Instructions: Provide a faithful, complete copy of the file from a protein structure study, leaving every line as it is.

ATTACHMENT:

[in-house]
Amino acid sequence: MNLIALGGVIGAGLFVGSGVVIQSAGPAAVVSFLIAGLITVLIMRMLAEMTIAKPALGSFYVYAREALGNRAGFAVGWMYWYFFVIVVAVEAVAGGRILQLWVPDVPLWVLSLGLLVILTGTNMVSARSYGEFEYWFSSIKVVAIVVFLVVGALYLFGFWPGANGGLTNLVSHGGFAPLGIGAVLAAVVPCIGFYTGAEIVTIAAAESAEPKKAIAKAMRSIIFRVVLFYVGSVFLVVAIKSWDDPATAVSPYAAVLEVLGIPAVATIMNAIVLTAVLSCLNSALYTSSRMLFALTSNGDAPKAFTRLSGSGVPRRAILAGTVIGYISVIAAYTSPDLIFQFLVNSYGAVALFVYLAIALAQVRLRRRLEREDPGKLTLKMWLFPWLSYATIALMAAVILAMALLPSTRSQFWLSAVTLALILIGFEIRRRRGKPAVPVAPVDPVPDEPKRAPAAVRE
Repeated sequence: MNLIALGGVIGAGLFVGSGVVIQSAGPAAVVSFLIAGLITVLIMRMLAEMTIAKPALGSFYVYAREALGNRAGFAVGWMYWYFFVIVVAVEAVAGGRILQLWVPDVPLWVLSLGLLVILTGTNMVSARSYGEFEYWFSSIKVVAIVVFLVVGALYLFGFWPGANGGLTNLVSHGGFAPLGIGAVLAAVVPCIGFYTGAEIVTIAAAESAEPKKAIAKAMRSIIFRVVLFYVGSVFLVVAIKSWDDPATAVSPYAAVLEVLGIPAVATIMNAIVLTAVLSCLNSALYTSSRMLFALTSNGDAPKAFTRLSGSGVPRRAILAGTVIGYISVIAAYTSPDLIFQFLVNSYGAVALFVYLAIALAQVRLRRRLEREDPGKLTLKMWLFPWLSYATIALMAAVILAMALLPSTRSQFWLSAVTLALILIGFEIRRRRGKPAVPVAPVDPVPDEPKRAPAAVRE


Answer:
[in-house]
Amino acid sequence: MNLIALGGVIGAGLFVGSGVVIQSAGPAAVVSFLIAGLITVLIMRMLAEMTIAKPALGSFYVYAREALGNRAGFAVGWMYWYFFVIVVAVEAVAGGRILQLWVPDVPLWVLSLGLLVILTGTNMVSARSYGEFEYWFSSIKVVAIVVFLVVGALYLFGFWPGANGGLTNLVSHGGFAPLGIGAVLAAVVPCIGFYTGAEIVTIAAAESAEPKKAIAKAMRSIIFRVVLFYVGSVFLVVAIKSWDDPATAVSPYAAVLEVLGIPAVATIMNAIVLTAVLSCLNSALYTSSRMLFALTSNGDAPKAFTRLSGSGVPRRAILAGTVIGYISVIAAYTSPDLIFQFLVNSYGAVALFVYLAIALAQVRLRRRLEREDPGKLTLKMWLFPWLSYATIALMAAVILAMALLPSTRSQFWLSAVTLALILIGFEIRRRRGKPAVPVAPVDPVPDEPKRAPAAVRE
Repeated sequence: MNLIALGGVIGAGLFVGSGVVIQSAGPAAVVSFLIAGLITVLIMRMLAEMTIAKPALGSFYVYAREALGNRAGFAVGWMYWYFFVIVVAVEAVAGGRILQLWVPDVPLWVLSLGLLVILTGTNMVSARSYGEFEYWFSSIKVVAIVVFLVVGALYLFGFWPGANGGLTNLVSHGGFAPLGIGAVLAAVVPCIGFYTGAEIVTIAAAESAEPKKAIAKAMRSIIFRVVLFYVGSVFLVVAIKSWDDPATAVSPYAAVLEVLGIPAVATIMNAIVLTAVLSCLNSALYTSSRMLFALTSNGDAPKAFTRLSGSGVPRRAILAGTVIGYISVIAAYTSPDLIFQFLVNSYGAVALFVYLAIALAQVRLRRRLEREDPGKLTLKMWLFPWLSYATIALMAAVILAMALLPSTRSQFWLSAVTLALILIGFEIRRRRGKPAVPVAPVDPVPDEPKRAPAAVRE